The riders were asked to negotiate several “short courses of gymnastic nature” to emphasize precision and adjustability, particularly on bending lines of negotiable distances. The earlier spiral and lead change exercises would come into play here as they were required to shorten, lengthen, add and remove strides and negotiate tight roll-back type turns which demanded significant lightness and mobility. Morris noted that he always liked to start a horse on the short stride – adding strides to a negotiable line – as the necessity to employ half-halts to encourage roundness and listening generally proved more productive for the horse’s learning. He also made the significant point that adding or subtracting strides should not indicate a change of speed or pace but rather a conscious adjustment to the physical course of the line itself. (Ie. Adding a stride means riding a wider track from jump A to jump B whereas subtracting a stride means the shorter inside track from jump A to jump B should be employed.)

"As the riding gets better, the horses jumping will get better"

“As the riding gets better, the horses jumping will get better”

Morris consistently prompted the riders to carry their hands above the withers, half-halt, half-halt, HALF-HALT back and up, pressing deep into their heels in order to brace against the hand for maximum effect. He noted that the horse, in proper self-carriage, should be working for us. They should listen to the half-halt and answer the leg with impulsion and roundness. He reminded the riders to give and take and reiterated the importance of releasing the second the horse yields. He encouraged them again to give to the horse as soon as they’ve seen their distance, to soften with the hand toward the mouth and allow the horse to handle themselves. “As the riding gets better” he said “the horses jumping will get better.”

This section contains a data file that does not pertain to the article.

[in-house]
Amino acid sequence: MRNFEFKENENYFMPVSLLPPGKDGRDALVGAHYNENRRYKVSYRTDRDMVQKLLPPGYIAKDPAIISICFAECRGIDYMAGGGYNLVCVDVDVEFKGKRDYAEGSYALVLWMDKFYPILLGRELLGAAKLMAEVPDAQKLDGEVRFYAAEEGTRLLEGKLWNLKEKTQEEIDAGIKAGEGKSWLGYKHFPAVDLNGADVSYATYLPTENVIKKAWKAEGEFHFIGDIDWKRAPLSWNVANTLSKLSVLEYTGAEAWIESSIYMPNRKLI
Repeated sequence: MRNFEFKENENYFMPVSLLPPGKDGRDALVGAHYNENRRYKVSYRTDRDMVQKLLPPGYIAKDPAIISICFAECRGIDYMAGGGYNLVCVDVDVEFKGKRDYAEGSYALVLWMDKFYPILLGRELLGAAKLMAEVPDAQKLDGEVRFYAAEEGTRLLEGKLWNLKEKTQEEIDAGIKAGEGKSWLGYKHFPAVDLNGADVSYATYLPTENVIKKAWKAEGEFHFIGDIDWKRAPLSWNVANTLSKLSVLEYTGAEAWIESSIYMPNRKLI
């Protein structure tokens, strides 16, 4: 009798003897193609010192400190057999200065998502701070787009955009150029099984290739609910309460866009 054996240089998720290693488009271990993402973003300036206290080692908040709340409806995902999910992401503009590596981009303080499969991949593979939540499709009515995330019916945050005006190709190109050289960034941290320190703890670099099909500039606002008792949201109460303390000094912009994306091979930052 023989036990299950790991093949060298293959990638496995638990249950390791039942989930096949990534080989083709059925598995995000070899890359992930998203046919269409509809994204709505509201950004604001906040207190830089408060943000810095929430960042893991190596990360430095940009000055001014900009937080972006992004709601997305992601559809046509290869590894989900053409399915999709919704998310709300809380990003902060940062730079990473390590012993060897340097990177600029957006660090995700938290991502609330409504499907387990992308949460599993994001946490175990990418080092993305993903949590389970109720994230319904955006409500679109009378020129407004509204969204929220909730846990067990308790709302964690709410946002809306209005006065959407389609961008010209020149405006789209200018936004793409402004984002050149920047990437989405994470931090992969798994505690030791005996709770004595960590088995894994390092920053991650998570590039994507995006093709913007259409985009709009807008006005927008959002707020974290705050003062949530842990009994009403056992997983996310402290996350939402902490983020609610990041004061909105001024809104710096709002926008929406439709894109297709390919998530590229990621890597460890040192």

An unfortunate crash and “involuntary dismount” by one of the riders became a significant teaching moment for Morris. He had been encouraging this particular rider to refrain from “protecting” and “carrying” his horse to and over the jumps but to instead, soften and allow the horse to carry himself. Morris explained how a horse who becomes accustomed to being “packaged” and held together by his rider may then find it disconcerting when asked to negotiate an obstacle on his own and effectively carry himself to and over it. He suspected that this is likely what caused the horse in this case, to omit a stride before the jump resulting in the subsequent crash. He encouraged the riders and audience alike to always look for the reason behind a fall and to use it as a learning tool.

Morris addressed the audience in regard to the fall as the riders were dismissed. He noted that jumping was invented for courage and though subsequent generations have been seeking to make it “safer” it will always be a sport to showcase that audacity. Spills and bucks and rears and crashes will always be a part of it but “the first criteria of equestrian sport” Morris says “is bold”. “Don’t take the guts out of the sport” and “don’t get on a horse unless you know you’re going to fall off!”

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Sarah